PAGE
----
American Songwriter: “fierce intent” and “subtle approach”

“Does the world make you think everything’s coming unwound? … When the whole world seems fake, give me something real,” demands soul/blues singer Shemekia Copeland on her most politically tinged effort yet.

On her eighth album, the fiery veteran singer, and daughter of famed bluesman Johnny Copeland, is mad as hell and not going to take it anymore. That’s clear in America’s Child’s tough, firm and unapologetically inclusive stance. Copeland has never been shy about putting her beliefs into songs, predominantly written by others but clearly representative of her views.  (…)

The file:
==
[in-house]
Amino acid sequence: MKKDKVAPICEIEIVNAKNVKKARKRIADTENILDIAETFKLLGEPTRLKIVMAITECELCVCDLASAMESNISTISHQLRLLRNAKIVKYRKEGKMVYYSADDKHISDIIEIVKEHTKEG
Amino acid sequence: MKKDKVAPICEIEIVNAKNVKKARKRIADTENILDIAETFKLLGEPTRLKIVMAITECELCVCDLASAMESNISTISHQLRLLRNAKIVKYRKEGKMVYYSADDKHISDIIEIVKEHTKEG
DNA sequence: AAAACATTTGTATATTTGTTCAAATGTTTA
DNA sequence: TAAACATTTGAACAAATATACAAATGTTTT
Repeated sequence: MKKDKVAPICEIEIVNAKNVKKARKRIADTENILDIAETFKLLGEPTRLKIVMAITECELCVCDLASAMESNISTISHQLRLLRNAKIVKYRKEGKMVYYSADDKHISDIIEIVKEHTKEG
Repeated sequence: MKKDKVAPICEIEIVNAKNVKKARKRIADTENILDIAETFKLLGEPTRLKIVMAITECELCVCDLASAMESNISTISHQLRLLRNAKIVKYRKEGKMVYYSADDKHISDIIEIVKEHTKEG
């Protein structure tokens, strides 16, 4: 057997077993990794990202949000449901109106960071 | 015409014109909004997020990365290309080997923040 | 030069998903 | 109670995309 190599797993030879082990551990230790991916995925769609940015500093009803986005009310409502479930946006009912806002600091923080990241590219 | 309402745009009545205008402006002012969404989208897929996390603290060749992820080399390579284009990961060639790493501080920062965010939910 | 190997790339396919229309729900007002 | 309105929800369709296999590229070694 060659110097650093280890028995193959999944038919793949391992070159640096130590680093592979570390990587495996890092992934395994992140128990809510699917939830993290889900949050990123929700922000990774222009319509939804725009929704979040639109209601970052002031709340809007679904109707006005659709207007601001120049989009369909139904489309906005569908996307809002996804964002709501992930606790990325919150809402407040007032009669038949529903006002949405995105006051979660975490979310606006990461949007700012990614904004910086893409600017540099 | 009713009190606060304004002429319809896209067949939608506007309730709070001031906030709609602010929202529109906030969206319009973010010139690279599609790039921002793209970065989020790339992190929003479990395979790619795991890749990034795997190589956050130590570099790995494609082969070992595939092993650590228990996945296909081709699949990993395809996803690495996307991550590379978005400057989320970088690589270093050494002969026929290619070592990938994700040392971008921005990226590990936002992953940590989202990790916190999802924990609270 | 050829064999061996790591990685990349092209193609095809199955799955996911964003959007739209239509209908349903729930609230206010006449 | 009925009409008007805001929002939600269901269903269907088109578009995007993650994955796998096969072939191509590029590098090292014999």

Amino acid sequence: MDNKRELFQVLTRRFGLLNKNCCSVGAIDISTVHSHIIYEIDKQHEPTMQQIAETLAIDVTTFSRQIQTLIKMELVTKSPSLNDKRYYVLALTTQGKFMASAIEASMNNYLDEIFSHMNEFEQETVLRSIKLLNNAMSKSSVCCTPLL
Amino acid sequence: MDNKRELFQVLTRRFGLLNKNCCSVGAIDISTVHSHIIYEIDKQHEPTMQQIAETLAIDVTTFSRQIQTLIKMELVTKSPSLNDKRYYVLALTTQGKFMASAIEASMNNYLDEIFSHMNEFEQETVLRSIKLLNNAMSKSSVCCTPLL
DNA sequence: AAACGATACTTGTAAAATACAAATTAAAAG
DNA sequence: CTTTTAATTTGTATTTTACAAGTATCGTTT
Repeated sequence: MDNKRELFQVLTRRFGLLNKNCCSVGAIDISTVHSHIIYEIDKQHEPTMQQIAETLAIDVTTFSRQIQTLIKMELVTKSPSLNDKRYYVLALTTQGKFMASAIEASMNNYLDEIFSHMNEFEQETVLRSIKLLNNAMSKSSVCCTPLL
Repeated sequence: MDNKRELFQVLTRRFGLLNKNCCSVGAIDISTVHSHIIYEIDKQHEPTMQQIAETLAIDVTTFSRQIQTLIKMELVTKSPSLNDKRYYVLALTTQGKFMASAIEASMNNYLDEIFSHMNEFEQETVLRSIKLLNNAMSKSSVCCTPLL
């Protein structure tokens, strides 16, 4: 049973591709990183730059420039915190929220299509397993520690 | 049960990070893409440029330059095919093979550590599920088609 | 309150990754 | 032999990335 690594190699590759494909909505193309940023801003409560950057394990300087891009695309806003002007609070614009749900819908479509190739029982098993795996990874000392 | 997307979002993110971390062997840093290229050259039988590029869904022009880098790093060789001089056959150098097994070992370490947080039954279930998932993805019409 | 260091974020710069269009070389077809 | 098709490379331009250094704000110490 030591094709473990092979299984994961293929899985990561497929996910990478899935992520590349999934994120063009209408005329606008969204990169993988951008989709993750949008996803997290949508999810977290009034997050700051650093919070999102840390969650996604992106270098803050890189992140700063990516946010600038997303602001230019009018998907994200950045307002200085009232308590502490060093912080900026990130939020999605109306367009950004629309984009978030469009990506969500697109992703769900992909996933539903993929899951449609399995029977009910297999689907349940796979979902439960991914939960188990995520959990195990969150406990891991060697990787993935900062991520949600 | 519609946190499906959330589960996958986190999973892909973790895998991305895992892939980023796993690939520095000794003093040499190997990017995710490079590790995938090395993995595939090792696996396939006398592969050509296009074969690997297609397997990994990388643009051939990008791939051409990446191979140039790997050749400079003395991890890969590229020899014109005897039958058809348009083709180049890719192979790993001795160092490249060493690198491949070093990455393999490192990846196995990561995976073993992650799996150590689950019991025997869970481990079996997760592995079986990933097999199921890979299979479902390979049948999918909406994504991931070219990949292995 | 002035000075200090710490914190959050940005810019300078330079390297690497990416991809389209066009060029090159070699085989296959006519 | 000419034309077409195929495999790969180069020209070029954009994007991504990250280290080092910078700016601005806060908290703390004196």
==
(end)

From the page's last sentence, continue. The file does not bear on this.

Even though Copeland doesn’t get songwriting credit, she has meticulously chosen material — much of it co-composed by longtime manager John Hahn — that reflects her views, both political and personal. Most importantly, she delivers these tunes with fierce intent, balancing her four alarm vocals with a more subtle approach. Copeland might have been born into the blues, but the riveting America’s Child shows her continuing to push those boundaries, creating music reflecting a larger, wider-ranging tract of Americana. 

By Hal Horowitz. Read his full review of Shemekia Copeland’s new album, America’s Child, on American Songwriter.